In 1963, author Betty Naomi Goldstein Friedan's first book, The Feminine Mystique, launched the feminist movement, which eventually expanded the lifestyle choices for U.S. women. By the 1990s, she had also become a spokesperson for older and economically disadvantaged people and was recognized and honored by women outside the United States for her global leadership and influence on women's issues.
She was born Elizabeth Naomi Goldstein on February 4, 1921, in Peoria, Illinois. Her father, Harry Goldstein, was a successful storeowner who emigrated from Russia. Her mother, Miriam Horowitz Goldstein, graduated from Bradley Polytechnic Institute and wrote society news as a Peoria newspaper journalist. Friedan entered Smith College in 1939, majored in psychology, and served as editor of the college newspaper. After graduating summa cum laude in 1942, she interviewed for the only type of job available to women journalists at the time: researcher for a major U.S. news magazine. But the position of researcher amounted to doing all the work while someone else received the byline, and Friedan was not interested in that. Instead, she wrote for a Greenwich Village news agency, covering the labor movement.
When WORLD WAR II ended, Friedan lost her job to a returning veteran. (Returning veterans were guaranteed their prewar jobs.) Friedan then thought of going to medical school, a choice very few women could pursue. But instead, she followed the traditional path, marrying returning veteran Carl Friedan in 1947 and starting a family. After her first child was born, she worked for another newspaper, but was fired when she became pregnant with her second child. She protested to the newspaper guild, as no one had ever questioned her ability to perform her job, but was told that losing her job was "her fault" because she was pregnant. At that time, the term sex discrimination did not exist.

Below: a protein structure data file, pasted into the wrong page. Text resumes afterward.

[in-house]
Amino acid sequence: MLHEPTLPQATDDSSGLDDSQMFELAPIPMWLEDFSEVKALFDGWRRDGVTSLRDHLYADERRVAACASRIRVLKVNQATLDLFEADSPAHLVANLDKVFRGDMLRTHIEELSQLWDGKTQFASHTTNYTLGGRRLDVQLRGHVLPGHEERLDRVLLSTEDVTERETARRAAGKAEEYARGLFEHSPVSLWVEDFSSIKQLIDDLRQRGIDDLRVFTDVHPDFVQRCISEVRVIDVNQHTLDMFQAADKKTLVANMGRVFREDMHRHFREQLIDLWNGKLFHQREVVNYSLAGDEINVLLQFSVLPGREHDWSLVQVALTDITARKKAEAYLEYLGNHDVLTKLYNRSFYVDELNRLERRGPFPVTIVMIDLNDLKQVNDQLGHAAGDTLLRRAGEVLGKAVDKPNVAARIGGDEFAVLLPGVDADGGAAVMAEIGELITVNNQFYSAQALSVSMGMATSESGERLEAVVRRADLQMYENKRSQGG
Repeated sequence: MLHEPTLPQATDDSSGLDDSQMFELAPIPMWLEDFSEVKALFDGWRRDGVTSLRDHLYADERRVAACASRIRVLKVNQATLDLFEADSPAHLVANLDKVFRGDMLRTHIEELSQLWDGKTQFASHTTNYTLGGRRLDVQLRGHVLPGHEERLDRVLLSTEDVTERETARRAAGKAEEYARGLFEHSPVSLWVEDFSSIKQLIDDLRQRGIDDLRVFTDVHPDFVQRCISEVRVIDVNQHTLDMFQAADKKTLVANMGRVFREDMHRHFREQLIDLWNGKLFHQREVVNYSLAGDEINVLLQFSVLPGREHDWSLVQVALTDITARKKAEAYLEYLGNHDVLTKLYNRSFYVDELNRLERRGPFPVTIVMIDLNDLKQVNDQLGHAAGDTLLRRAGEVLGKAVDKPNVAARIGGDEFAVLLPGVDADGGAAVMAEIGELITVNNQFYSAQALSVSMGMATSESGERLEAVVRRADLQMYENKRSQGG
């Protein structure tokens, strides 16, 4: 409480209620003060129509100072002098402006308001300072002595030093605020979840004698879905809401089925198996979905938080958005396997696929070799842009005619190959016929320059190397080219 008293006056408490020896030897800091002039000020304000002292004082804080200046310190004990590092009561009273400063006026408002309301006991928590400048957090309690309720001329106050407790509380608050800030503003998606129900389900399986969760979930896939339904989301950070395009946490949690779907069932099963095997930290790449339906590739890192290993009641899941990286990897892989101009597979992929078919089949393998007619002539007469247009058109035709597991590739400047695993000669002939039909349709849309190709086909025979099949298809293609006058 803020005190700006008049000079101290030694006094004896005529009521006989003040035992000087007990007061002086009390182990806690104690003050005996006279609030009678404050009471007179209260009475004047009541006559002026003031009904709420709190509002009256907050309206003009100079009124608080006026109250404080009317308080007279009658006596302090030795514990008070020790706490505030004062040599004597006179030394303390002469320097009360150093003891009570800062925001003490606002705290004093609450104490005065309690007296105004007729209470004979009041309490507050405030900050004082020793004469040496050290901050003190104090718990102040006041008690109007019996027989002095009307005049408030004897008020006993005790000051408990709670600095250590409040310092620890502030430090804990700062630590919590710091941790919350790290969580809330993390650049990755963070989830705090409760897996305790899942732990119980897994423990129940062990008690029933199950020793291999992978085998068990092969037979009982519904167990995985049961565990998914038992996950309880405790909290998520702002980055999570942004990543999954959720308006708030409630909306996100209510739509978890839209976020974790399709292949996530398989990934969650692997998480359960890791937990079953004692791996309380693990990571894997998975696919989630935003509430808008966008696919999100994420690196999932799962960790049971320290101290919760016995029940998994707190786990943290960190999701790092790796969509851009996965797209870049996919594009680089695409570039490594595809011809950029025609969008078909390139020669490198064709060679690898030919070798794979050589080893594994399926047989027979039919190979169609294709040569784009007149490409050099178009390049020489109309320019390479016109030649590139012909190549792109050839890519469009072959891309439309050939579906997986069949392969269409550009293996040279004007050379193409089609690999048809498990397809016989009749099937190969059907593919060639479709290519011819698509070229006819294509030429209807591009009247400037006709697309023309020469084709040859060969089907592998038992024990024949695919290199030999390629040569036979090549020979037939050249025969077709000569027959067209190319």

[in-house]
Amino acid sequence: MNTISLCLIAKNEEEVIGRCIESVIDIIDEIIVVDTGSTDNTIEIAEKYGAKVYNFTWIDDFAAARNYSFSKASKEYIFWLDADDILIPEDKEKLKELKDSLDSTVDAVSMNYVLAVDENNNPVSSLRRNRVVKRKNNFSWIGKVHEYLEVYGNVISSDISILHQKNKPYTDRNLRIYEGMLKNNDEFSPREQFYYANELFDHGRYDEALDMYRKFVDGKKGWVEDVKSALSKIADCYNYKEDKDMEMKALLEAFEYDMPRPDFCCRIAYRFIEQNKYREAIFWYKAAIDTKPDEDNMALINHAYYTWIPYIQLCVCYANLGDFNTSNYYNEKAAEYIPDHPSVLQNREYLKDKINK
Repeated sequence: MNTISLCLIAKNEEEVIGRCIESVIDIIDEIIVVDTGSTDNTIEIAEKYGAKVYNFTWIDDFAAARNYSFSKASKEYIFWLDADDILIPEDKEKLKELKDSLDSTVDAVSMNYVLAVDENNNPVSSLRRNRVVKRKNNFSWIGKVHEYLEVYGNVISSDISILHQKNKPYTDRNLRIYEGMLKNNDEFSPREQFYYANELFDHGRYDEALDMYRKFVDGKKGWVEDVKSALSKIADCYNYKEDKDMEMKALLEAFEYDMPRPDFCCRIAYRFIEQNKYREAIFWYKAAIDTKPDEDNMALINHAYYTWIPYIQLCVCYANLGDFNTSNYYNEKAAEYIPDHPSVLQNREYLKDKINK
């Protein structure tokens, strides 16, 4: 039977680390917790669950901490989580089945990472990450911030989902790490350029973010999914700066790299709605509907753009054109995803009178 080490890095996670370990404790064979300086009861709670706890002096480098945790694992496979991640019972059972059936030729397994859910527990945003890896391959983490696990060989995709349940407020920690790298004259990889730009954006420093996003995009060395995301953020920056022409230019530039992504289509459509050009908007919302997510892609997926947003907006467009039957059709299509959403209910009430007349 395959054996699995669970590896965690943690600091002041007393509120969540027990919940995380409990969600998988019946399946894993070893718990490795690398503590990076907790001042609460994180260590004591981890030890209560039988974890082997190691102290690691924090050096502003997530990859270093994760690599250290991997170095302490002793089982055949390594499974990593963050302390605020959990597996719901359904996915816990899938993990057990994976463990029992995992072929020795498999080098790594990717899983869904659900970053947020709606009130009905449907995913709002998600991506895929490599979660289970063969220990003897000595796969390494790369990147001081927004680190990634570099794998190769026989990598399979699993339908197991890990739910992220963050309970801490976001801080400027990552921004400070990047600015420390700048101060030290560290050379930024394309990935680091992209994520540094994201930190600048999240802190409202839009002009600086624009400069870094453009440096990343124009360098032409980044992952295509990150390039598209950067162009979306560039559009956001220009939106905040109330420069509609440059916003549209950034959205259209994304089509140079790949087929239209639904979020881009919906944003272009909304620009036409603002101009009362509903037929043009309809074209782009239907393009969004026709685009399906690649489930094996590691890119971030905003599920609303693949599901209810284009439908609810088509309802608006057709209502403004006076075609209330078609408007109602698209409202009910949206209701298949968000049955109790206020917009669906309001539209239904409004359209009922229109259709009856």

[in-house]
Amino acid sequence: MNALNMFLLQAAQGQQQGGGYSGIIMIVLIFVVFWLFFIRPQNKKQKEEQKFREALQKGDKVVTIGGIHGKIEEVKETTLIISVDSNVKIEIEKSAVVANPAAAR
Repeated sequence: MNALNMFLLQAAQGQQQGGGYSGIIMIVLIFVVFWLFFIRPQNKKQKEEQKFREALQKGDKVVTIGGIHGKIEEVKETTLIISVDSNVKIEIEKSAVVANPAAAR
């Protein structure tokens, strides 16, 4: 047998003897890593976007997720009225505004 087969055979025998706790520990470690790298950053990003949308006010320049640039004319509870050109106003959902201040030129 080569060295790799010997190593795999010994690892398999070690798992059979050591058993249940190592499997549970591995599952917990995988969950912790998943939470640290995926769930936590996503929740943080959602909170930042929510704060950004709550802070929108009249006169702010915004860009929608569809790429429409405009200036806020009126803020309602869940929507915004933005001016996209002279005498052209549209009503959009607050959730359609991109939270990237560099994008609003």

While she was a mother and housewife living in suburban New York, Friedan wrote articles for women's magazines such as McCall's and Ladies' Home Journal on a freelance basis. Tapped by McCall's to report on the state of the alumnae of the Smith class of 1942 as they returned for their fifteenth reunion in 1957, Friedan visited the campus and was struck by the students' lack of interest in careers after graduation. This disinterest in intellectual pursuits contrasted greatly with Friedan's perception of her Smith classmates of the 1930s and 1940s.
"MEN WEREN'T REALLY THE ENEMY?THEY WERE FELLOW VICTIMS SUFFERING FROM AN OUTMODED MASCULINE MYSTIQUE THAT MADE THEM FEEL UNNECESSARILY INADEQUATE WHEN THERE WERE NO BEARS TO KILL."
Extensive research over the next several years brought Friedan to the conclusion that women's magazines were at fault because they defined women solely in relationship to their husbands and children. This had not always been the case; the magazines had evolved in the...